Gay Chicago Timeline - Sept 7-13
THIS WEEK IN
The Gay Caucus of the American Sociological Association meets in Chicago at the Conrad Hilton Hotel for a two-day seminar and discussion of Anita Bryant's misuse of sociological findings to further her anti-gay crusade.
In a poll taken by Mike Royko in the Chicago Daily News, Anita Bryant came in second in the "10 Most Obnoxious Americans." The No. 1 spot went to sportscaster Howard Cosell. The other runners-up, in order of voter preference, were former President Richard M. Nixon, Muhammed Ali, Barbara Walters, anti-ERA crusader Phyllis Schlafly, TV personality Farrah Fawcett-Majors, presidential brother Billy Carter, tennis player Jimmy Connors and former vice-president Spiro Agnew.
Both early versions of A Star is Born are shown at the Film Center of the Art Institute on September 10. The 1937 version directed by William Wellman and starring Janet Gaynor, with a co-script writing credit to Dorothy Parker, is at 5.30 p.m. and the 1954 version with Judy Garland, directed by George Cukor, is at 7.30 p.m.
In the bars this week, Different Strokes, 4923 N. Clark, celebrates its fourth anniversary with an open bar and pig roast with Bob, Gary, Dem, Sam, Carl and Joey T; guest bartenders at Berlin, 954 W. Belmont, this week are Tom Bennich, Franklyn Folino and David Bellich; the Midwest Chippendales make their only Chicago appearance at Carol's Speakeasy, 1355 N. Wells; and K.C. Helmeid and Denise Tomasello are the entertainers at Gentry of Chicago, 712 N. Rush St.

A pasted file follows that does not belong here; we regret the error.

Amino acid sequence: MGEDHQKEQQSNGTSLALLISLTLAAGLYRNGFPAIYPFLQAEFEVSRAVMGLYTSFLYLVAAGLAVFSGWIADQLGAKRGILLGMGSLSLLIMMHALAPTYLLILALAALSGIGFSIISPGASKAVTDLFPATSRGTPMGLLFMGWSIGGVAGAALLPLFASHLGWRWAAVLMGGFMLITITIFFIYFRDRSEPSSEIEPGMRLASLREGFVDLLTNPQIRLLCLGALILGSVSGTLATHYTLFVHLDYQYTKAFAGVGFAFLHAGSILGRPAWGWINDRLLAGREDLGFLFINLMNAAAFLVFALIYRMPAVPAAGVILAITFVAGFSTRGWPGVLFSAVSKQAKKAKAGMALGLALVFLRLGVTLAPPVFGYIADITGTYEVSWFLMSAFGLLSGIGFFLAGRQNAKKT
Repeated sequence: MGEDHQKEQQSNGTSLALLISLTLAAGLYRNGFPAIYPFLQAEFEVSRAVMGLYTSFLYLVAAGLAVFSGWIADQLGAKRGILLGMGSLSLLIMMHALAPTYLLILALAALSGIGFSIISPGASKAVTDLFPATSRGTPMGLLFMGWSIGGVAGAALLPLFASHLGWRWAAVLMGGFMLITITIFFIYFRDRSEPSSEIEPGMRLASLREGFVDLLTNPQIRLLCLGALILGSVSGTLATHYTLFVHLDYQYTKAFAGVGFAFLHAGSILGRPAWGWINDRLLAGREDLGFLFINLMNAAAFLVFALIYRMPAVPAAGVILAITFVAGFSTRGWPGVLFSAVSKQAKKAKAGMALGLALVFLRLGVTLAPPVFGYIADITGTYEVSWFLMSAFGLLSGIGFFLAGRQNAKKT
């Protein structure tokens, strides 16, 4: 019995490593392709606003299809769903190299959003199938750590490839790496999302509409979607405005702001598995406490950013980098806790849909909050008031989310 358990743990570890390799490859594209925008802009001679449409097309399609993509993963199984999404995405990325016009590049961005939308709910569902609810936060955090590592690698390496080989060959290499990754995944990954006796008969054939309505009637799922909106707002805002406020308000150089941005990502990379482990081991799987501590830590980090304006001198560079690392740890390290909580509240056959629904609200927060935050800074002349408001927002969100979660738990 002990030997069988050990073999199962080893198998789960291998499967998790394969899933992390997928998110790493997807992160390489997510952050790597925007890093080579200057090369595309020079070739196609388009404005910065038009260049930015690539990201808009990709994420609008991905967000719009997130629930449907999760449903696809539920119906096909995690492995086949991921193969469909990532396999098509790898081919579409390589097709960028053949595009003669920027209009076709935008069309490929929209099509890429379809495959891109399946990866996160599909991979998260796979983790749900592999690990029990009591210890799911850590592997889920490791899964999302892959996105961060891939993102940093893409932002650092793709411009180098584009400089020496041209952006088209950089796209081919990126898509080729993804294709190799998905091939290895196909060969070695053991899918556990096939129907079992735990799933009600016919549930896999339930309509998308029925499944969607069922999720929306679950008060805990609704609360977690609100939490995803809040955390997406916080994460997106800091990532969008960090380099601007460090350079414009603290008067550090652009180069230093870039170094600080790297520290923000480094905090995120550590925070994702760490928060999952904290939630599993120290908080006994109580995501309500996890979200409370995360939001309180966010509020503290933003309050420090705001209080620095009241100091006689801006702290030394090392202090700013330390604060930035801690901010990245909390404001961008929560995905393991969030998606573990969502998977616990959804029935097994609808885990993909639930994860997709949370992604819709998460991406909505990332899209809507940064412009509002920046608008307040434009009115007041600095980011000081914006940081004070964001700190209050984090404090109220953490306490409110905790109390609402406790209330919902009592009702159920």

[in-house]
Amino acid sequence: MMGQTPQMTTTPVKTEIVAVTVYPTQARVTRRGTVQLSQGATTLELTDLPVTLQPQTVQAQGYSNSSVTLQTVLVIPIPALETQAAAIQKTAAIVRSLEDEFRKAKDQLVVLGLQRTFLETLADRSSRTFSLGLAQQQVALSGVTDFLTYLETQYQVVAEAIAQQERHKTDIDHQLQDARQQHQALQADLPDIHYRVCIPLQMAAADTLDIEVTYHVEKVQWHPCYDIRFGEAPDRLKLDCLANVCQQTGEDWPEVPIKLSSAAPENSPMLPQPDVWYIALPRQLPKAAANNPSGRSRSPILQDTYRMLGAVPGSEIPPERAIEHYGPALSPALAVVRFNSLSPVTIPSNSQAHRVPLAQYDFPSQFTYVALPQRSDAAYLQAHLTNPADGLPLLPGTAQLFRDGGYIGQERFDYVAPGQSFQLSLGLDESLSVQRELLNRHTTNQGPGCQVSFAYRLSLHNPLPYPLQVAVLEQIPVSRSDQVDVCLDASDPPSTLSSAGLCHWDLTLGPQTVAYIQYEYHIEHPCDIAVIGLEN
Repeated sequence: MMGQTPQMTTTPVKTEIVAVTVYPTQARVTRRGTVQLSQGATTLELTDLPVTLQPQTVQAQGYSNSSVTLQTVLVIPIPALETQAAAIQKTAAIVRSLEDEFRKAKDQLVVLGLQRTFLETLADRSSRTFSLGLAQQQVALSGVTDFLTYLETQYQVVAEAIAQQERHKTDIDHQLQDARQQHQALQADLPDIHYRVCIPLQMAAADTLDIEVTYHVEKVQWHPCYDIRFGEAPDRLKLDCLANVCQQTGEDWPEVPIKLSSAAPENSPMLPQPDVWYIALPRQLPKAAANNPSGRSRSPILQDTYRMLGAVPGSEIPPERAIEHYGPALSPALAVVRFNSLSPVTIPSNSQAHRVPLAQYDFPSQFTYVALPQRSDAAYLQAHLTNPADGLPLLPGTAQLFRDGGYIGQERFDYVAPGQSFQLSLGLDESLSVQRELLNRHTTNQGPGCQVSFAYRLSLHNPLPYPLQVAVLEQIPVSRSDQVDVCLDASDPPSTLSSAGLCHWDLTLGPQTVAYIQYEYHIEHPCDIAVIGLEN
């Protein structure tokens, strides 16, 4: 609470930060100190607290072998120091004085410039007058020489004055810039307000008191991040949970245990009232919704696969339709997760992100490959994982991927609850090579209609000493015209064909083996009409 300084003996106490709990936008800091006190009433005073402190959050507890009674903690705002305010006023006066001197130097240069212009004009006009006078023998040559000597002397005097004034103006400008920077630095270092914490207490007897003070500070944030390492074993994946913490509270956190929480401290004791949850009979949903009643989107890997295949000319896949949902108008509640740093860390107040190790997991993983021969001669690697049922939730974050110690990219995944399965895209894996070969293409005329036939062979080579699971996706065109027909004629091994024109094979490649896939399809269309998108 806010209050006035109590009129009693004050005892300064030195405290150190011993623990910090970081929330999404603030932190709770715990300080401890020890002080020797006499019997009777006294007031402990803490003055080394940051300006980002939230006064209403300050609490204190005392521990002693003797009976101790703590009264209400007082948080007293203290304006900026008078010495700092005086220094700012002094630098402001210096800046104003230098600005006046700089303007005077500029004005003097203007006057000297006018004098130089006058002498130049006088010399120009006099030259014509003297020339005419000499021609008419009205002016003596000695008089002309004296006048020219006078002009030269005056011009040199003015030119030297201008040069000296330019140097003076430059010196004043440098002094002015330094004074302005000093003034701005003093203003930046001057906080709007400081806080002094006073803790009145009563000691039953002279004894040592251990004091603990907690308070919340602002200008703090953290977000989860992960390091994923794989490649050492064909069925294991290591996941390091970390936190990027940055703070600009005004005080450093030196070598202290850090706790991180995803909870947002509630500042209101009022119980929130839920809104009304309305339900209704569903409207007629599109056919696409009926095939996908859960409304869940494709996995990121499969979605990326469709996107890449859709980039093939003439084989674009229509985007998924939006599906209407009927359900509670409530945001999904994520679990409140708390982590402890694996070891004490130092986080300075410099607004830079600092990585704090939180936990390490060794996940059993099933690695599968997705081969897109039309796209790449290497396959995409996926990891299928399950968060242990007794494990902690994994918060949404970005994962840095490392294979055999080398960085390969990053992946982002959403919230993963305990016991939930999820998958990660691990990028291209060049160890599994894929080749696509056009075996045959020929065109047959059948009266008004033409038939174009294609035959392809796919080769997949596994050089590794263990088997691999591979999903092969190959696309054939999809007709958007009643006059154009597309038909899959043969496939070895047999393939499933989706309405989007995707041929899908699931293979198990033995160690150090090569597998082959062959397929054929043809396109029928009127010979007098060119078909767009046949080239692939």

Learn to Square Dance: Square dance lessons for beginners sponsored by the Chicago 1871 Hot Timers are given at St. Richard's Episcopal Church, 5101 W. Devon.
The Kinheart lesbian group holds a book discussion of The Crone by Barbara Walker at 2214 N. Ridge.
Circus Vargas and Strike Against AIDS present Big Top at Navy Pier sponsored by Anheuser-Busch and Budweiser.
Rick's Retreat, 3445 N. Halsted, celebrates its second anniversary with Alana Russel performing live on the patio at dusk. "WE'RE A LITTLE OLDER YET A LITTLE NEWER.' Prior to Rick's Retreat, this was the location of the Lady Bug lesbian bar - now it's Tapas Gitana, a Spanish restaurant.
In Gay Chicago, David Murray reviews Emotional Rollercoaster by gay duo Romanovsky and Phillips, containing songs like Living With AIDS, Trouble in Paradise and Give Me a Homosexual.
Jane Wagner's The Search for Signs of Intelligent Life in the Universe, starring Lily Tomlin, is playing at the Shubert Theatre, 22 W. Monroe.
Galen Davis picks Berlin's Top Five Videos: 1) "Peek-a-Boo" - Siouxsie and the Banshees; 2) "Boom, There She Was" - Scritti Politti; 3) "So Important" - Sparks; 4) "Disco Dancer" - Devo; and 5) "Silk Skin Paws" - Wire.
North by lesbian filmmaker Tanya Wexler is showing at Loews Complex Fine Arts, 418 S. Michigan.
Mr. Windy City David Wilshire is interviewed in Outlines newspaper about his new venture, the Cheetah Gym, 5248 N. Clark.
At the Gerber/Hart Library, 1127 W. Granville, there's a Chicago Black Lesbians and Gays panel discussion on health and awareness with moderator Jackie Anderson and panelists Carmen Abrego, Lorraine Sade Baskerville, Leslie Ashford, Geraldo Montemayor, Rickey Sain and Donna Rose Weems.
Test Positive Aware Network "Gala 2001: Committed to Living" benefit is at Germania Place, 108 W. Germania. Honorees are State Rep. Larry McKeon and the Hearts Foundation. Tickets are $150 each.
Of lesbian interest this week, the Lesbian Book Discussion Group reads "Hood" by Emma Donoghue at the Gerber/Hart Library; Kerri Grant performs at Girlbar, 2625 N. Halsted; Ellen Rosner hosts Wednesday Night Chat Showcase at Uncommon Ground, 1214 W. Grace; Commonbond perform at Star Gaze, 5419 N. Clark; and the Oak Park Area Lesbian and Gay Association host a Music Extravaganza and Silent Auction featuring Cook County Jazz Commission, Women of Song, and Ripley Caine at the 19th Century Club, 178 Forest Ave. Oak Park.